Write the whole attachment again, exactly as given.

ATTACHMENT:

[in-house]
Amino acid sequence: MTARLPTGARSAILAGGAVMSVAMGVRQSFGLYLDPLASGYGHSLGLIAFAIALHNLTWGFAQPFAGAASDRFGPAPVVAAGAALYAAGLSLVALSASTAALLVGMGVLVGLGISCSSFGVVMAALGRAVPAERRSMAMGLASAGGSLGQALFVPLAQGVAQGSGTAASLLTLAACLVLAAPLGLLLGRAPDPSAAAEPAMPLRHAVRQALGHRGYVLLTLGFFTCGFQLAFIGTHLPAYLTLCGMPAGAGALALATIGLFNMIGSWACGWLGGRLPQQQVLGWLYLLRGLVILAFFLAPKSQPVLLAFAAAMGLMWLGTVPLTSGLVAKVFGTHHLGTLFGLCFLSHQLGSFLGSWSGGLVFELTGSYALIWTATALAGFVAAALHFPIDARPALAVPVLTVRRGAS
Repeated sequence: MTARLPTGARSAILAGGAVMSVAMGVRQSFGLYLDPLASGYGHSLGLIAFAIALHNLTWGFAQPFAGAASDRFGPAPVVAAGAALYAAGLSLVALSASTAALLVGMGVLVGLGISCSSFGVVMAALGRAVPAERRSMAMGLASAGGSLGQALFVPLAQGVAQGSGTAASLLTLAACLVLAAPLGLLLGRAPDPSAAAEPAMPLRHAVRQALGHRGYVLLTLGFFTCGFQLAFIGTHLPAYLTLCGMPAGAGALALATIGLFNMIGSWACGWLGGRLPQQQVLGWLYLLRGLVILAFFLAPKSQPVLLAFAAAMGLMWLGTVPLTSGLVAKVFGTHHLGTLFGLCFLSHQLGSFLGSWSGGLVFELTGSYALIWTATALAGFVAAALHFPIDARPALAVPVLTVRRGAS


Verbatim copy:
[in-house]
Amino acid sequence: MTARLPTGARSAILAGGAVMSVAMGVRQSFGLYLDPLASGYGHSLGLIAFAIALHNLTWGFAQPFAGAASDRFGPAPVVAAGAALYAAGLSLVALSASTAALLVGMGVLVGLGISCSSFGVVMAALGRAVPAERRSMAMGLASAGGSLGQALFVPLAQGVAQGSGTAASLLTLAACLVLAAPLGLLLGRAPDPSAAAEPAMPLRHAVRQALGHRGYVLLTLGFFTCGFQLAFIGTHLPAYLTLCGMPAGAGALALATIGLFNMIGSWACGWLGGRLPQQQVLGWLYLLRGLVILAFFLAPKSQPVLLAFAAAMGLMWLGTVPLTSGLVAKVFGTHHLGTLFGLCFLSHQLGSFLGSWSGGLVFELTGSYALIWTATALAGFVAAALHFPIDARPALAVPVLTVRRGAS
Repeated sequence: MTARLPTGARSAILAGGAVMSVAMGVRQSFGLYLDPLASGYGHSLGLIAFAIALHNLTWGFAQPFAGAASDRFGPAPVVAAGAALYAAGLSLVALSASTAALLVGMGVLVGLGISCSSFGVVMAALGRAVPAERRSMAMGLASAGGSLGQALFVPLAQGVAQGSGTAASLLTLAACLVLAAPLGLLLGRAPDPSAAAEPAMPLRHAVRQALGHRGYVLLTLGFFTCGFQLAFIGTHLPAYLTLCGMPAGAGALALATIGLFNMIGSWACGWLGGRLPQQQVLGWLYLLRGLVILAFFLAPKSQPVLLAFAAAMGLMWLGTVPLTSGLVAKVFGTHHLGTLFGLCFLSHQLGSFLGSWSGGLVFELTGSYALIWTATALAGFVAAALHFPIDARPALAVPVLTVRRGAS